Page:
• 2, 3 A motion for a continuance is within the discretion of the trial court and this discretion will not be disturbed on review except for manifest abuse. (People v. Parks (1969), 110 Ill. App.2d 455, 461, 249 N.E.2d 720; People v. Williams (1970), 130 Ill. App.2d 192, 198, 264 N.E.2d 589.) As the State's brief points out, there was no actual request by defendant's attorney for a continuance. Nevertheless, if there had been, it would have properly been denied. When asked by the court what the witness would testify to, the defendant's counsel said that he would offer evidence that Mr. Coleman was not at the American Legion Hall on this particular night.

• 4-6 The granting or denial of probation is a matter of discretion vested in the trial court and may not be disturbed on review unless the abuse of that discretion is manifest. (People v. Collins (1972), 7 Ill. App.3d 947, 288 N.E.2d 629); and "[t]he law is well settled, and there is no dispute here, that where the vital question in a proceeding for violation of probation concerns the commission of a crime by the probationer, the violation must be proved by a preponderance of the evidence." (People v. Johnson (1973), 10 Ill. App.3d 537, 538, 294 N.E.2d 700.) In People v. Latham (1971), 132 Ill. App.2d 823, 824, 270 N.E.2d 563, the court said:

"Considering that the conviction of a crime requires proof of guilt beyond a reasonable doubt the court in a probation proceeding should attach great weight to the proof of conviction as establishing that the defendant had in fact committed a crime and thereby violated a condition of his probation."

• 7 Here the trial court was justified in revoking defendant's probation by giving great weight to the conviction. There was no abuse of discretion by the trial court.

• 8-11 This court said in People v. Williams (1970), 130 Ill. App.2d 192, 198, 264 N.E.2d 589:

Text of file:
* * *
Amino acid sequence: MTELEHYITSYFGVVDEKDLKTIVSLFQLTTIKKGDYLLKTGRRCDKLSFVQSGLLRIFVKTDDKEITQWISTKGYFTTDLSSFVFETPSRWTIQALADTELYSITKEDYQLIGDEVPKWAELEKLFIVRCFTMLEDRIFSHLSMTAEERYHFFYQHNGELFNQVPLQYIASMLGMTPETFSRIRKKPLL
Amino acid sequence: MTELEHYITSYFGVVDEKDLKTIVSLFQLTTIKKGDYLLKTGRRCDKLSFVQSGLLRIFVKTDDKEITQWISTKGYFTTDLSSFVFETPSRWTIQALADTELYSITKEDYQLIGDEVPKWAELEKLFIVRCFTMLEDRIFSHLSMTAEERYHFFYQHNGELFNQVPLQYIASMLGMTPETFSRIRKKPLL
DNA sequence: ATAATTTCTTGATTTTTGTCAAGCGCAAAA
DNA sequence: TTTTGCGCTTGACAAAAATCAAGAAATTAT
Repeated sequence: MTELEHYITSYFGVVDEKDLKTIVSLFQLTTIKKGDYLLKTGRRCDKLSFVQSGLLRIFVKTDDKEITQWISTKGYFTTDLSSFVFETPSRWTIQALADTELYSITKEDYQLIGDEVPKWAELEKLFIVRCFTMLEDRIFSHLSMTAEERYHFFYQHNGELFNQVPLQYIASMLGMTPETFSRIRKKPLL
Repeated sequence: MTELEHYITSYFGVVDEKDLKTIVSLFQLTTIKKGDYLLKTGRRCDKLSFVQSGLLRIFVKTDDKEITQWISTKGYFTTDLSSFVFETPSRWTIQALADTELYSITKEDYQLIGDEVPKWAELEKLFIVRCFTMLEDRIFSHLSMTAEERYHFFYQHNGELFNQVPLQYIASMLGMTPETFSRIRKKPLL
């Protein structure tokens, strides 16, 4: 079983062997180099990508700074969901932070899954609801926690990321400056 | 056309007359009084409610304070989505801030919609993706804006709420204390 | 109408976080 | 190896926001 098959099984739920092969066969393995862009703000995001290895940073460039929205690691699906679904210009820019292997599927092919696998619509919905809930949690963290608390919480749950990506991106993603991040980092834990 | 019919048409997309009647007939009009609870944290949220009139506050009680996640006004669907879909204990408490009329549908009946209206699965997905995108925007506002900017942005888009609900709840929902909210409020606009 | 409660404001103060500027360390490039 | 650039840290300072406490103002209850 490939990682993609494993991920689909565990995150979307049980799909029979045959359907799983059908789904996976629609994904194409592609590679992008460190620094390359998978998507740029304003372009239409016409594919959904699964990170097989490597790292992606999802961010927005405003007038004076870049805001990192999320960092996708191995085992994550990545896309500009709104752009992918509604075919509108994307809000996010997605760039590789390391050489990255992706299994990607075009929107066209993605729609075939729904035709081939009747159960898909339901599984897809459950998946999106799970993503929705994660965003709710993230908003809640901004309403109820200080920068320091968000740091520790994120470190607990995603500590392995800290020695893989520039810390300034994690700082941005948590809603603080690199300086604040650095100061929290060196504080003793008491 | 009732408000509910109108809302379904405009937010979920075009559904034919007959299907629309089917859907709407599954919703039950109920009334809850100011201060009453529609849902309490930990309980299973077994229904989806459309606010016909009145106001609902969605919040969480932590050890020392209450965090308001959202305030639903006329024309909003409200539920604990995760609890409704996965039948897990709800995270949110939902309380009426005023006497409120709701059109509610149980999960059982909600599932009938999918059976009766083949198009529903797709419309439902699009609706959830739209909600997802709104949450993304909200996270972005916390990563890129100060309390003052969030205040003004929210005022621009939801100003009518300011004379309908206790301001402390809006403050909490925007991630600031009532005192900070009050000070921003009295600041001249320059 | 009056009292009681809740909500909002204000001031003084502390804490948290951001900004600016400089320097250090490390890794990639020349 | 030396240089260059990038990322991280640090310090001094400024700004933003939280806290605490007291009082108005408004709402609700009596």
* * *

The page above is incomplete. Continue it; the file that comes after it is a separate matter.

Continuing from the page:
* * * [T]he termination of probation is a question resting within the sound discretion of the trial court. (People v. Tomaszek, 54 Ill. App.2d 254, 204 N.E.2d 30 (1964).) The standard of proof at a hearing to determine whether probation should be terminated is one of the preponderance of the evidence, not the fixed standard of reasonable doubt applied to a finding of guilty in an actual criminal trial. People v. Smith, 105 Ill. App.2d 14, 18, 245 N.E.2d 13 (1969).

The granting of a continuance is also a matter within the sound discretion of the trial court, and this discretion will not be interfered with on review unless it has been clearly abused. (People v. Parks, 110 Ill. App.2d 455, 249 N.E.2d 720 (1969).) The termination of the probation of Williams was based on the subsequent theft conviction alone, and the investigation of other allegations in the rule to show cause was not necessary. The denial of a continuance to defendant in no way cut him off from presenting other proof at the hearing.

When a defendant is made aware of the charges out of which the rule to show cause for termination of probation arises and where the proof shows that the defendant had been convicted of a subsequent offense, the State has fulfilled its burden of proof. (Ill. Rev. Stats. c. 38, § 117-3; People v. Price, 24 Ill. App.2d 364, 164 N.E.2d 528; People v. Stepnewski, 121 Ill. App.2d 249, 257 N.E.2d 570 (1970).)"

We conclude that the trial judge did not abuse his discretion either in denying defendant's request for a continuance of the hearing on the issue of defendant's probation violation or in terminating defendant's probation in accordance with applicable statutory provisions.

For the foregoing reasons, the judgment of the circuit court is affirmed.

Affirmed.

BURMAN, P.J., and DIERINGER, J., concur.

19730627